Isn’t that one definition of insanity: doing the same thing over and over again and expecting a different result?
And isn’t it time to do what we’ve done in other industries, namely, think outside the box, come up with a very different solution and disrupt the status quo?
Dear ACO Executive,
If your ACO is like most others, you are struggling to meet two major challenges: how to enable your providers to exchange patient records both among themselves and with providers outside your ACO, and how to increase their income.
Our unique patient-focused MedKaz® personal health record system meets these challenges head on. With it, interoperability is a breeze and we pay your providers or ACO for embracing it. There is absolutely nothing like it. I’m sure you are extremely busy but I strongly urge you to consider adopting MedKaz for your ACO now so your providers can enjoy its benefits sooner rather than later.
Though we are a startup and our MedKaz system is new, it will accomplish for your ACO what no other system can do. Your members may not be familiar with it today, but they’ll happily embrace it when they see how they, their patients, and everyone connected with the healthcare system benefit from it. It is easy to learn and use, and available today.
* It aggregates a patient’s complete record from all their current and past providers on a MedKaz Green Drive®, along with our patented MedKaz application. The patient owns it, carries it on a key chain, in a wallet or wears it and gives it to any provider at the point of care, anytime, anywhere, in or out of network, at home or away. It is encrypted, HIPAA compliant, password-controlled to two levels, and doesn’t require problematic identification systems or costly HIEs.
* With only two or three clicks, a provider can electronically sort, search for and access any record on it, including paper — even without Internet access! It enables them to avoid mistakes and unnecessary tests, provide better, coordinated care and reduce the cost of care. It is automatically updated for the patient after each encounter.
* It co-exists with whatever charting system a provider uses — including paper, blends into their workflow, saves them time with every patient and, most importantly, increases their revenue and income. Instead of your providers paying us, we pay them (or the ACO)! A typical PCP can increase his or her income by as much as $50K per year; an ACO with hundreds of providers can increase its revenue and bottom line by $millions per year.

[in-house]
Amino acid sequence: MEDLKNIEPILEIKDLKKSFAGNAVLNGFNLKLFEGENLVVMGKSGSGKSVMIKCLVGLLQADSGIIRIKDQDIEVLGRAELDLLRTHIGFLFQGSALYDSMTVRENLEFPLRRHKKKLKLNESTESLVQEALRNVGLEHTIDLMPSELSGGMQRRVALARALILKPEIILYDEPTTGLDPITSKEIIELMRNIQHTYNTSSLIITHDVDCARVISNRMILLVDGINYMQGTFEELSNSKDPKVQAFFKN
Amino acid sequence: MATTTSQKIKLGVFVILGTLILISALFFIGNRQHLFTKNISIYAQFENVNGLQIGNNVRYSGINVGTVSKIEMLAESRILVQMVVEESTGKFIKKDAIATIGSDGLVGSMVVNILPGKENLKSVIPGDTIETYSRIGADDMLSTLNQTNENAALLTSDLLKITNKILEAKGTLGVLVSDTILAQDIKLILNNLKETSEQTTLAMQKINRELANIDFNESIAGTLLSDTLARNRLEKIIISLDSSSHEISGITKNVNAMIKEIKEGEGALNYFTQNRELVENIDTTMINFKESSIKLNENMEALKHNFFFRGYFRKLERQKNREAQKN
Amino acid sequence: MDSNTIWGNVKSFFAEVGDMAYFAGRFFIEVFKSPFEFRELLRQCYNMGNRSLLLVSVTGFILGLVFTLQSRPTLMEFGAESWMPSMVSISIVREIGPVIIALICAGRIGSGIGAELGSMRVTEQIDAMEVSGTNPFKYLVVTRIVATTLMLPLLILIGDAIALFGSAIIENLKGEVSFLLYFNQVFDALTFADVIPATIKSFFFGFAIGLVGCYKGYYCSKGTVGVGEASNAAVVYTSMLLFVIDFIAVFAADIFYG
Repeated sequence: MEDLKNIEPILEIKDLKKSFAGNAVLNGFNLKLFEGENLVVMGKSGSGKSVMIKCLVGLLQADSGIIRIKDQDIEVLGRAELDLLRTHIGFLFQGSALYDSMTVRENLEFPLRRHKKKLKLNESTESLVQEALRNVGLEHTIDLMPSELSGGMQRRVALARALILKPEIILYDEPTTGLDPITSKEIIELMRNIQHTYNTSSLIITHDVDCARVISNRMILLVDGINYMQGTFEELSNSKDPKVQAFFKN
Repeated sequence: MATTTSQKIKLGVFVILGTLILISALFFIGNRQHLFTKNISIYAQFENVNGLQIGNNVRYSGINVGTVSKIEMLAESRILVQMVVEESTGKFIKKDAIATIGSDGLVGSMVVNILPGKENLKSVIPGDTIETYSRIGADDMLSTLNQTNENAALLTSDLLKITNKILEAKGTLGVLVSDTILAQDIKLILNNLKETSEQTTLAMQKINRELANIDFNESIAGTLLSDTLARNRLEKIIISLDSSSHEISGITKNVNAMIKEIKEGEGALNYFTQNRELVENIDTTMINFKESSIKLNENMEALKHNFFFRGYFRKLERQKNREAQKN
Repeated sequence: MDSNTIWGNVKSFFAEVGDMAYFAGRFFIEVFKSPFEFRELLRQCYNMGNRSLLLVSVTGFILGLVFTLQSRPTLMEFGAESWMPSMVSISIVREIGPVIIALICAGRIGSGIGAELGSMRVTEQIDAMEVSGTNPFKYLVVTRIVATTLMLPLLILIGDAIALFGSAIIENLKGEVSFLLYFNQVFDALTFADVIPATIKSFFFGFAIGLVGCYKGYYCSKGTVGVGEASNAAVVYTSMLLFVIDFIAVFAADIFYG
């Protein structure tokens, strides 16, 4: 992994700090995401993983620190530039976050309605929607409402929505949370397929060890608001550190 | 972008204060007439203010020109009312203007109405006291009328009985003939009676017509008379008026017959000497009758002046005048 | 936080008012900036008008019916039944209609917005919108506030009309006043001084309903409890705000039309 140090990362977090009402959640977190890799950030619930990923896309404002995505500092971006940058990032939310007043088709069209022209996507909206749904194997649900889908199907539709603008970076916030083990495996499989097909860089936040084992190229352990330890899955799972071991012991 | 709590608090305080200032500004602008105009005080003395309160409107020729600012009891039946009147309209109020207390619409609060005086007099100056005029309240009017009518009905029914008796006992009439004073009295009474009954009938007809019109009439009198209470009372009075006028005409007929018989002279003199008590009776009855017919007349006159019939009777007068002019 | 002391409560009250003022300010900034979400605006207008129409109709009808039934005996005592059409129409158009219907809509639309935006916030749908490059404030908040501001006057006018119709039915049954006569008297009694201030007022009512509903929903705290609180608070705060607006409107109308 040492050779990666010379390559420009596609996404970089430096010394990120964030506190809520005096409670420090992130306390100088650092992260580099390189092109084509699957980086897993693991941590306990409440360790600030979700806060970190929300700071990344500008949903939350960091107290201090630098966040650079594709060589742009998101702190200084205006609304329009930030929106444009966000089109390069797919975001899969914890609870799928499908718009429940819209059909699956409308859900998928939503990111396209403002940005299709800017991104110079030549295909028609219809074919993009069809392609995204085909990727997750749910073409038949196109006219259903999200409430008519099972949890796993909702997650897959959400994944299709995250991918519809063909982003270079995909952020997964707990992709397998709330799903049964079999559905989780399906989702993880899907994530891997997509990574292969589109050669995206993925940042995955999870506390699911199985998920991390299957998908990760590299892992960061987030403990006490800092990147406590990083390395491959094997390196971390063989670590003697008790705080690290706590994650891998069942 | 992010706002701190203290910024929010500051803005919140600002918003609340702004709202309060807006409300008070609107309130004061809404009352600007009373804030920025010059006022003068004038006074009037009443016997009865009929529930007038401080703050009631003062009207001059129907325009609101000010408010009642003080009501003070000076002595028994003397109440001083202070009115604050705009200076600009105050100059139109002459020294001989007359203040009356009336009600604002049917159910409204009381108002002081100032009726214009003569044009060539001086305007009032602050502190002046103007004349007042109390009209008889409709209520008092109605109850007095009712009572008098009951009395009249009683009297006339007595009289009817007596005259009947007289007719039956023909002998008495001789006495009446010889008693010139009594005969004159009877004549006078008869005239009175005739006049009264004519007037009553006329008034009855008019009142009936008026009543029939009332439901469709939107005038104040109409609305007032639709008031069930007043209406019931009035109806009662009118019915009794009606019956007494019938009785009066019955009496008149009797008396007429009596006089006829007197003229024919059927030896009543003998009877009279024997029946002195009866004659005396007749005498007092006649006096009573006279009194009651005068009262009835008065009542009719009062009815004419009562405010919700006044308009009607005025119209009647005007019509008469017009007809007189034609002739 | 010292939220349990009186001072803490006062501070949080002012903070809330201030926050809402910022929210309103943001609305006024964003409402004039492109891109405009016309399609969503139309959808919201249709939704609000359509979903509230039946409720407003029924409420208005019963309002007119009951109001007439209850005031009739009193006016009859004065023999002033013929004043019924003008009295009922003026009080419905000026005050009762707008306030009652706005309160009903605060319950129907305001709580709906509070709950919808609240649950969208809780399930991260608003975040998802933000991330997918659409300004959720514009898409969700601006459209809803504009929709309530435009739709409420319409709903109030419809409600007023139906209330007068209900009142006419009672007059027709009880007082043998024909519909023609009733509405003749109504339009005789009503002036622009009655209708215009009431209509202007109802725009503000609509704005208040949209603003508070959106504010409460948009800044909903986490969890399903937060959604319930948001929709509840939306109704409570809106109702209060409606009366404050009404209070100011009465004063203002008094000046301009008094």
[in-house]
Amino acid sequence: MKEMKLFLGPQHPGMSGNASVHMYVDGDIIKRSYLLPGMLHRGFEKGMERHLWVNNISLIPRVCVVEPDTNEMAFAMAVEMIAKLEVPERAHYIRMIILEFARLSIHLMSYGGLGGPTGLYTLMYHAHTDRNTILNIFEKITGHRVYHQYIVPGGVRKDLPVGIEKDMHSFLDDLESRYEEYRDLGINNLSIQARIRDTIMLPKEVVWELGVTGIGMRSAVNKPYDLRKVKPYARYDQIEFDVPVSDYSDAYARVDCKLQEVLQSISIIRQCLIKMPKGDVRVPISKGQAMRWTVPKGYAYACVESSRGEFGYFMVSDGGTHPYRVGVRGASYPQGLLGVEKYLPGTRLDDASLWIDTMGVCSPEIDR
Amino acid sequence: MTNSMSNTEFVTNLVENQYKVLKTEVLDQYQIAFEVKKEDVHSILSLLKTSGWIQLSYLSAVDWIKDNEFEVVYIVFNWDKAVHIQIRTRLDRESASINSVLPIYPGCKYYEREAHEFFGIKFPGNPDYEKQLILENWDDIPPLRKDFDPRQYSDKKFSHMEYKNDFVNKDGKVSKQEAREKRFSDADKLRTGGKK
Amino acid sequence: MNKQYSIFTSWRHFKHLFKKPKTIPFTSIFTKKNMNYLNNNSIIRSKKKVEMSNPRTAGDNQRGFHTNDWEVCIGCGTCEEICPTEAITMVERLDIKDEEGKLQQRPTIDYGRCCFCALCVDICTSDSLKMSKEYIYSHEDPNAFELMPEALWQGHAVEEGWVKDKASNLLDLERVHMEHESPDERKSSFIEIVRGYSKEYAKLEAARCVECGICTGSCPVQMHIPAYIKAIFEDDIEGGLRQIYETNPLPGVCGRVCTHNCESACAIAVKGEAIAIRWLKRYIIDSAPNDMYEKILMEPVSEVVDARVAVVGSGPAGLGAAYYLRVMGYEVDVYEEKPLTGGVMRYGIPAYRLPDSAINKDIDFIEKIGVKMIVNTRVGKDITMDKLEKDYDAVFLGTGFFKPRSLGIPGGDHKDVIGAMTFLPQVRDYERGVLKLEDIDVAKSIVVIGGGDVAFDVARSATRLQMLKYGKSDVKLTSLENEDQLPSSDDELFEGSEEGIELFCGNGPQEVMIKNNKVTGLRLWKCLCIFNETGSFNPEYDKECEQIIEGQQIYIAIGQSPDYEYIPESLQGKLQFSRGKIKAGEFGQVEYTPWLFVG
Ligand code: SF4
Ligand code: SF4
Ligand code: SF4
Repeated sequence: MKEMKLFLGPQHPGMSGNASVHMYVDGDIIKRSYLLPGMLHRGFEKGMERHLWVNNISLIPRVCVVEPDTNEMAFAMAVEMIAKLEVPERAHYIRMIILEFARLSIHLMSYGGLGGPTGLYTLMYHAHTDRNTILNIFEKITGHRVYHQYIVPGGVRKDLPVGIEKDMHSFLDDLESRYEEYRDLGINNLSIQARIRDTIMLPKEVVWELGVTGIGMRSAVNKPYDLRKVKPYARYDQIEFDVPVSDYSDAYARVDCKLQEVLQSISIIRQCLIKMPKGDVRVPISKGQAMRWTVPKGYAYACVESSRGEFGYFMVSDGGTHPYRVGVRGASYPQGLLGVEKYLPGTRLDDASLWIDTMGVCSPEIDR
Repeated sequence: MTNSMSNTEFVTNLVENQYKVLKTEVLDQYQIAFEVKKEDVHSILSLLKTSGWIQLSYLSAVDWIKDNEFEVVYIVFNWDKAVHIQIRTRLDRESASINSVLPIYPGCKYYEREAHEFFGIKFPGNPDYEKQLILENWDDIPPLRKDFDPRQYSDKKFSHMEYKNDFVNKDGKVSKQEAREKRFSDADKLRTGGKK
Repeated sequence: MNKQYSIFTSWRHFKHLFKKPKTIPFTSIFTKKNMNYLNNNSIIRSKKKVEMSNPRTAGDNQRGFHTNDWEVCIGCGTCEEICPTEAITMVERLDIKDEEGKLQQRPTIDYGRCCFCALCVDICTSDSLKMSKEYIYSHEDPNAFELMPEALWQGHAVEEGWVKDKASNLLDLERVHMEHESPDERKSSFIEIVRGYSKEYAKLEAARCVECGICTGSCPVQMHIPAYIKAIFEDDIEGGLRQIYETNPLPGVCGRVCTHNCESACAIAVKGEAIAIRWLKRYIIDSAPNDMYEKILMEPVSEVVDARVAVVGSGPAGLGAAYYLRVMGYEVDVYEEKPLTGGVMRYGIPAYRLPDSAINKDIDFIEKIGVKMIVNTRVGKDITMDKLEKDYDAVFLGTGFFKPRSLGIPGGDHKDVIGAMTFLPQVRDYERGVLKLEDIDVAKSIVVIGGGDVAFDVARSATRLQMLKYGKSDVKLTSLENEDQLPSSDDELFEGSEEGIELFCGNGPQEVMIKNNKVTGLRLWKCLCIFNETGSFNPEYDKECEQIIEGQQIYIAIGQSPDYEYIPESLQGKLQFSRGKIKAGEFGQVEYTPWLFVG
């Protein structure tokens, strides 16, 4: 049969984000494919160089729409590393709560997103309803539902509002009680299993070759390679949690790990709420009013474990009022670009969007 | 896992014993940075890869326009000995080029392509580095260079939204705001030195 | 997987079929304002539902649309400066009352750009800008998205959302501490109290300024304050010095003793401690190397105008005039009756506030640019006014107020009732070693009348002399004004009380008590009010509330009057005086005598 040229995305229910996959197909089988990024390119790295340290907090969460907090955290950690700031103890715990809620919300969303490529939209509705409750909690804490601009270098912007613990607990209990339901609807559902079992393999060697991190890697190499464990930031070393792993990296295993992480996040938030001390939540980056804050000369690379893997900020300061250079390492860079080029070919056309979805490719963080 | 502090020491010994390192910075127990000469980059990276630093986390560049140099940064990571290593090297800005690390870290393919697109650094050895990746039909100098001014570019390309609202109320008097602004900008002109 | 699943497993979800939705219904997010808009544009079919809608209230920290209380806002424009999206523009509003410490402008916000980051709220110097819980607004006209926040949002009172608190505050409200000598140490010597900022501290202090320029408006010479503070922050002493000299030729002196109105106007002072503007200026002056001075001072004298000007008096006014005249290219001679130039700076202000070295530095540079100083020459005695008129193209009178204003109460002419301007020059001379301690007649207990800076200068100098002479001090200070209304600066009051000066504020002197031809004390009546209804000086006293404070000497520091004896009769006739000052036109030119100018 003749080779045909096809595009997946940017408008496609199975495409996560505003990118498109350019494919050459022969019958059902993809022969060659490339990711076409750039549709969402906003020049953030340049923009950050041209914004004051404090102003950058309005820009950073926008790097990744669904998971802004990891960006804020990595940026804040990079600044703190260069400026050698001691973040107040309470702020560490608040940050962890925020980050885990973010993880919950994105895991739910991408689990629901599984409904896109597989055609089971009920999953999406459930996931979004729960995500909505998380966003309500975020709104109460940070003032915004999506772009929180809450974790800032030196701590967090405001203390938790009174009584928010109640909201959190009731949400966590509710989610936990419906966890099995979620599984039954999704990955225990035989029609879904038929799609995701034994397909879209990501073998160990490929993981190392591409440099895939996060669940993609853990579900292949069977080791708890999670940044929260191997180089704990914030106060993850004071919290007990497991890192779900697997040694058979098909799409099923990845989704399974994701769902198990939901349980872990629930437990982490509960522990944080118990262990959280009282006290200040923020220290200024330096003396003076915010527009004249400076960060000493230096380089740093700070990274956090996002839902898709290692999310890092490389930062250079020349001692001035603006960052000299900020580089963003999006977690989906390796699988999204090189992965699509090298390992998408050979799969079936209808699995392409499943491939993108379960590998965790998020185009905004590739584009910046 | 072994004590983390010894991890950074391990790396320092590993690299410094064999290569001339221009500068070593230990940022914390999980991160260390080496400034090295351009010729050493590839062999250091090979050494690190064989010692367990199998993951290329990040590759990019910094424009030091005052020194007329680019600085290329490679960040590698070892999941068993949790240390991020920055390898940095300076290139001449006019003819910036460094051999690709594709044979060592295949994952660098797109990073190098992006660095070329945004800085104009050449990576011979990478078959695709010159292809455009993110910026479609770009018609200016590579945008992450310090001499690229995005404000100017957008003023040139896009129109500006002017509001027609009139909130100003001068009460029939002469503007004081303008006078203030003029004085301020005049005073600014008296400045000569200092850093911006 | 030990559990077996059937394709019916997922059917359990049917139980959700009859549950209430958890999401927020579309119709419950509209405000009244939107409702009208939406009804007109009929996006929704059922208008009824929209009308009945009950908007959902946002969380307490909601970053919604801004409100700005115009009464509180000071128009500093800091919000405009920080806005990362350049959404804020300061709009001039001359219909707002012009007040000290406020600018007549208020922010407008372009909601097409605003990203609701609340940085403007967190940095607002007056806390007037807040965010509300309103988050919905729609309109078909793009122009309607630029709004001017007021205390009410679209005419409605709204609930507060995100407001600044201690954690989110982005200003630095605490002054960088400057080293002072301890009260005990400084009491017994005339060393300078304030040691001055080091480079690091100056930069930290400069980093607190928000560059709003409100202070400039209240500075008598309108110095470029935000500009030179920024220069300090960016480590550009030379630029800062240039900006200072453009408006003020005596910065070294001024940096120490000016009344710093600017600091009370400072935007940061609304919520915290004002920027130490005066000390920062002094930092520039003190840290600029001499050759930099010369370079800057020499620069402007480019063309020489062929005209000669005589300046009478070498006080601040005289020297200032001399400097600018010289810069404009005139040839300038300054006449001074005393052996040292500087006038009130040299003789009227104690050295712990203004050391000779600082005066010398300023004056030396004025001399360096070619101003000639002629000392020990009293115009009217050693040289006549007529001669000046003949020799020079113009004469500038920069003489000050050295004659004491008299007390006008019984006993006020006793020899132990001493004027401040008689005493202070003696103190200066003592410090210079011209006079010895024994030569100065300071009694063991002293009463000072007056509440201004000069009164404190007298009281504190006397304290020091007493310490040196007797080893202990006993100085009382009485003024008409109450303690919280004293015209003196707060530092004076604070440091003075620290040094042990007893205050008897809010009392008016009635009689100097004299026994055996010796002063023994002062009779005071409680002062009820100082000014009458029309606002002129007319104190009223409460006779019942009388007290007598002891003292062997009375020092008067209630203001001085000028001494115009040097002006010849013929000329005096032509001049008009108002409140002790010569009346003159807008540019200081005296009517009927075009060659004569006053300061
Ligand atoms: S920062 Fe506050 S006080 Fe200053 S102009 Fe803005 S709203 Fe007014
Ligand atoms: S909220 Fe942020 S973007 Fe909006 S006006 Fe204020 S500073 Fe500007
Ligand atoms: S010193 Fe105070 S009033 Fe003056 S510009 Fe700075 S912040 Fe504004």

* It also gives patients peace of mind that any care provider they see will be able to access their complete record and, thereby, avoid mistakes or unnecessary tests, and coordinate their care with their other care providers. It empowers them to participate in their care decisions, and it pays for itself by saving deductibles and copays.
* The savings it generates also reduce the health insurance costs paid by employers, payers and government, dollar for dollar; the savings drop right to their bottom lines.
My own MedKaz demonstrates its scope, power and functionality. It contains records of more than 300 encounters of all sorts spanning 29 years, from 38 care providers practicing in six cities in three states, using more than 14 different record systems, including paper and multiple EMR systems, including Epic, Cerner, Allscripts, Meditech, and several home-grown systems. My doctors or I can search for and instantly read any record on it with only two or three clicks. That’s interoperability in spades. No other system comes close!
To learn more about us and what makes our MedKaz System unique, I invite you to visit other pages on this website. You’ll find the FAQs sections particularly informative.
We’d be delighted to visit with you, demo MedKaz for you, explain our unique business model and explore how your ACO can benefit from MedKaz. You won’t be disappointed! To schedule a time, call me at 802 484-0249 or e-mail me.
Look forward to talking with you.
Problems with the launch of HealthCare.gov have temporarily drawn Congressional attention away from our problems with healthcare IT. But you can be certain that even though this subject is “out of sight,” it definitely is not “out of mind”—nor should it be.
Why? Because we have spent more than $16 billion—with much more to come—subsidizing the adoption of electronic medical record (EMR/EHR) systems by physicians and hospitals, more than $1.3 billion trying to develop a single EMR system to serve the DoD and VA, and hundreds of millions of dollars building health information exchanges — all seemingly for naught. As reported in an important study released last week by Frost & Sullivan:
“Two realities have emerged from widespread EHR deployment . . . available EHR systems lack interoperability and cannot communicate with one another, therefore failing to reach the goal of creating seamless, universal and secure access to health information. . . . patient, does not own his or her health information, as this data is stored within the IT protocols of the EHR system, proprietary to providers, hospitals and health systems.”
Thus, despite these expenditures and the huge disruptions these programs have caused, doctors and hospitals have little more information today about their patients at the point of care than they had before we started down this incredibly expensive path! And these expenditures don’t even include the billions doctors and hospitals have undoubtedly spent installing and learning to use these new systems.
Is it any wonder Congress is up in arms? If they weren’t, we should fire the whole lot of them! And this is not a political issue. I’m not aware of anyone in Congress who is happy with this situation.